I know, all this self-promotion is getting a little embarrassing, but it’s great seeing old friends and meeting new ones. And if you are giving a lecture on a Warp, Weft, and Way topic, anywhere in the world, let me know and I’ll share the news! In any event: I’m lecturing on “Human Rights and Chinese Tradition” at 3:30pm on Wednesday, Feb 5 at Hong Kong Baptist University. It is free and open to the public, though they request registration; details are here.
I will give a lecture titled “Confucian Leadership Meets Confucian Democracy” at the Chinese University of Hong Kong on Monday, February 13, at 4:30pm. All are welcome, and details are here.
Call for Papers: Australasian Society for Asian and Comparative Philosophy (ASACP) Conference 10-12 July 2017
The ASACP 2017 Conference will be held from 10-12 July 2017 at Deakin University, Deakin Downtown 727 Collins St, Melbourne, Australia.
The latest issue (47:4) of Contemporary Chinese Thought is available here; it is titled “Five Voices in Chinese Christian Thought.” Other recent issues are available through that same link, including:
- 47:3: Max Ko-wu Huang on the Translation of Democracy during the Transitional Period of Modern China (1895-1925)
- 47:2: Chinese Academic Views on Shang Yang Since the Open-Up-and-Reform Era
- 47:1: Recent Additions to the New Qing History Debate
The North American Korean Philosophy Association will hold its fourth annual conference at SKK (Sungkyunkwan) University in Seoul, Korea, Oct. 25-27, 2017 on the theme “Why Korean Philosophy Today?: Its Relevance to the Twenty-first century.” Please read on for more information about submissions and other details. Also, the latest NAKPA newsletter is available here.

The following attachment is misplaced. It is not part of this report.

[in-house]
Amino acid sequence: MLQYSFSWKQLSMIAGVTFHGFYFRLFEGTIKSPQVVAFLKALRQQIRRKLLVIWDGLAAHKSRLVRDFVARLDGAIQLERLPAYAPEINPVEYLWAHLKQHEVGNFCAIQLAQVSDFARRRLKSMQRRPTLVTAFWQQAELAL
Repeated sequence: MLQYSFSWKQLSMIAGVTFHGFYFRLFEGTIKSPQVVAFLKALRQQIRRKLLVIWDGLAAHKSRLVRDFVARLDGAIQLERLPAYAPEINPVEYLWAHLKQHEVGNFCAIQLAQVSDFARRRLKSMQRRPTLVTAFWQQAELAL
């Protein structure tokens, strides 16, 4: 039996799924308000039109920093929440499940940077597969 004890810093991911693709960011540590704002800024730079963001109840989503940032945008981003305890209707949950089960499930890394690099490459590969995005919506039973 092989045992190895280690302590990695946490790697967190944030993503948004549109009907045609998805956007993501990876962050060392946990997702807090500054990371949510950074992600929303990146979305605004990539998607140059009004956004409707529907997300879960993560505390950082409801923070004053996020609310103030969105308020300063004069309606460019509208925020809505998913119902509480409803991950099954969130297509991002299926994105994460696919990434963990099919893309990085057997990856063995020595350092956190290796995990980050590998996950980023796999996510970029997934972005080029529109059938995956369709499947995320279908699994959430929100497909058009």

Comparative Philosophy 8:1 (2017) has been published; see here. I will also paste the Table of Contents below.
Frontiers of Philosophy in China 11:4 (2016), including a Special Theme on Philosophical Aspects of Management, Governance, and Organization in China
I post here Matthew Haug’s NDPR review of the new Oxford Handbook of Philosophical Methodology in order to highlight two things: (1) the decision by the editors of the Handbook not to include any non-Western philosophy or methodology; and (2) Haug’s extensive discussion of this fact, including the editors’ discussion of their decision (see the two paragraphs near the beginning, starting with “I’d also like to comment on the politically fraught issue…”). Interestingly, Haug himself says “Full disclosure: I edited a (less comprehensive) volume on philosophical methodology that also neglects non-Western traditions, for no good reason.” Clearly, he has come to regret that decision on his part.
POSTDOC OPPORTUNITY at the LSE: for someone working in transcultural Asian humanities. Comparative political theorists of East Asia VERY welcome!
The latest issue of the Journal of Daoist Studies (vol 10, 2017) has been published. Details are available here.
International Association of Japanese Philosophy
2017 International Conference
Date: 28-29 July 2017 (Friday to Saturday)
Venue: National Taiwan Normal University, Taipei, Taiwan
Organizer: International Association of Japanese Philosophy (IAJP)
Co-organizer: Research Center for East Asian Culture and Sinology, National Taiwan Normal University
There will be two events held at Hong Kong University on February 14: a Symposium on Sungmoon Kim’s Public Reason Confucianism and a Roundtable on the Future of Confucian Political Philosophy. These events are open to all, though we request that you register. The poster announcing these events is here, and details (and link for registration) is here. Speakers at the Symposium are Stephen ANGLE, Joseph CHAN, Sungmoon KIM, and Franz MANG; speakers at the Roundtable are:
Stephen ANGLE, Wesleyan University; Berggruen Fellow 2016-17
Elton CHAN, Yale-NUS College
Joseph CHAN, The University of Hong Kong
CI Jiwei, The University of Hong Kong
FAN Ruiping, City University of Hong Kong
HUANG Yong, Chinese University of Hong Kong
JIANG Yi-Huah, City University of Hong Kong
Sungmoon KIM, City University of Hong Kong; Berggruen Fellow 2016-17
If you are in Hong Kong, please join us!
The latest issue of Frontiers of Philosophy in China is now available. Below, please find the table of contents and see the link for more information: